I hope to write about Bruegmann's book soon at my other blog, but for now I'll say this: While Kunstler scores some points in his review (and takes some typical cheap shots), he confirms one of the Bruegmann's central points, which is that much of the criticism of sprawl is based on subjective, aesthetic judgments made by people who scorn the choices freely made by their fellow citizens. (And I say that as someone who regularly criticizes those choices myself.) Kunstler's review is a good example of how two people can look at the same set of facts and come to radically different conclusions.

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P.S.--Don't watch "Seinfeld"

The way the Rev. Al Sharpton tells it, you'd think that the Declaration of Independence asserts the inalienable right to life, liberty and cheap cable television:

You would think that a channel called the NFL Network would have a lot of game coverage, but really it only offers eight games each week -- games that have been rescheduled to Thursday and Saturday nights and that do not even feature your home team. For only eight extra games, the NFL Network wants to quadruple its rates to nearly a dollar per subscriber per month, digging even deeper into working families' wallets.

Sports teams and leagues have been creating their own TV networks for years. But this NFL power grab has even prompted Congress to question if the league is violating the Sherman Antitrust Act by using its monopoly control over pro-football television rights to force unreasonable price hikes on consumers. If the NFL -- the fattest cat of all among sports leagues -- gets away with bamboozling consumers, then every sport will be emboldened to follow suit, littering our cable bills with additional price increases.

That is why Time Warner and Cablevision have decided not to carry the network, arguing that most viewers -- including most football fans -- would not want to be forced to pay premium fees for a few games in which they may have little or no interest. The NFL has demanded that cable carriers put the NFL Network in basic channel lineups, meaning everyone pays the price, even viewers who don't watch football.

I suppose we should be glad that he's execrating the NFL and not trying to provoke a race war. (I wonder if Time Warner and Cablevision are signing any checks for Al.) By the way, Chris Briem over at NullSpace tells us that Pennsylvania's own senior senator, Arlen Specter, is leading the charge to strip the NFL of its antitrust exemption.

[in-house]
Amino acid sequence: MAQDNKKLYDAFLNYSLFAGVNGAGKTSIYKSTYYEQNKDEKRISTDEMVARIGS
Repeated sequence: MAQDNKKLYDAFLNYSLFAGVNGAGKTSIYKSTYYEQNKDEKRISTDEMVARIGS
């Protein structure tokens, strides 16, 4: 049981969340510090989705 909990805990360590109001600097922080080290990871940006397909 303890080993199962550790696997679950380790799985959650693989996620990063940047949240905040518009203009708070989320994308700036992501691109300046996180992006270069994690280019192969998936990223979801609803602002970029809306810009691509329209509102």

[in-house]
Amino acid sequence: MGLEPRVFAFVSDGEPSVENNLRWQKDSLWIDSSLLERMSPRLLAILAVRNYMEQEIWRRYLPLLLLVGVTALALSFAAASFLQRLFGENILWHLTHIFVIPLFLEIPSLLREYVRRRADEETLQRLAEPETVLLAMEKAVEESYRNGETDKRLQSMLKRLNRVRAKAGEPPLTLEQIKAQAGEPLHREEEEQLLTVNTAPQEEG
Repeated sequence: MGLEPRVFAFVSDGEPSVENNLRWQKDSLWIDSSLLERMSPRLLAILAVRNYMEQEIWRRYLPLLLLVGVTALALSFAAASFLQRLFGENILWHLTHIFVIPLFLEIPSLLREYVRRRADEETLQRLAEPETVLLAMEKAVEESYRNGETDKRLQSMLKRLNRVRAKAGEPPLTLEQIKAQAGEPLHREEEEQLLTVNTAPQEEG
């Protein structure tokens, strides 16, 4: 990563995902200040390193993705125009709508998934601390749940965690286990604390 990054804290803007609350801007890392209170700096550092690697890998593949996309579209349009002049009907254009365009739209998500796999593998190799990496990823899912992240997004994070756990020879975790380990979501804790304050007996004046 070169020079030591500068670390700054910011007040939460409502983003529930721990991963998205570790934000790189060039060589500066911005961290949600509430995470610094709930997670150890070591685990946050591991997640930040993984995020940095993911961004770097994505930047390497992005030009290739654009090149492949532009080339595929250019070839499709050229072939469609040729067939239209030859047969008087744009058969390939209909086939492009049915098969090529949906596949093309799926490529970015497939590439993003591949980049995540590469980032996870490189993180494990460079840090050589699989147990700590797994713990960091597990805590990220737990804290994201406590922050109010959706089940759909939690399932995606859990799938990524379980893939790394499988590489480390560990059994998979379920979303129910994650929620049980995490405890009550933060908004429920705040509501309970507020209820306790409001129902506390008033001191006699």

Um, isn't there a war on?

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Wednesday, December 13, 2006

Meet the new boss, same as all the old bosses

Luke Ravenstahl is a young guy, but for some reason, when he talks about making Pittsburgh cool, he reminds me of one of those middle-aged high school teachers who tries to be the students' pal. They were nice and all, but their jokes were corny and their trying-too-hard-to-be-hip references were always six months behind.

In other words, the mayor is a new dog, but he's full of old tricks. With the city struggling to stay out of the red, he wants to give away tax breaks for new housing Downtown, without explaining where the demand for this new housing coming from, and why, if there is such demand, developers have to be bribed to build it.

As evidence of the city's emerging hipness, he cites American Eagle Outfitters move from Marshall Township to SouthSide Works, apparently forgetting that American Eagle received more than $6 million in state aid to shift its headquarters from one part of Allegheny County to another.

Then again, maybe he hasn't forgotten, because, as the Post-Gazette notes, "He wants to replicate that development's style elsewhere, and intends to tap Gov. Ed Rendell for dollars to get that done." Oh, and he wants parking garages to offer free spaces during select days, like Light-Up Night, even though free holiday parking in 2001 and 2002 failed to save Lazarus and Lord & Taylor.

The mayor, given a chance to start things anew, wants to keep doing everything the same. What's so cool about that?

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Saturday, December 02, 2006

The very least we can do

Greg Mankiw explains why raising the minimum wage is a rather clumsy means of fighting poverty. I discussed this briefly last year.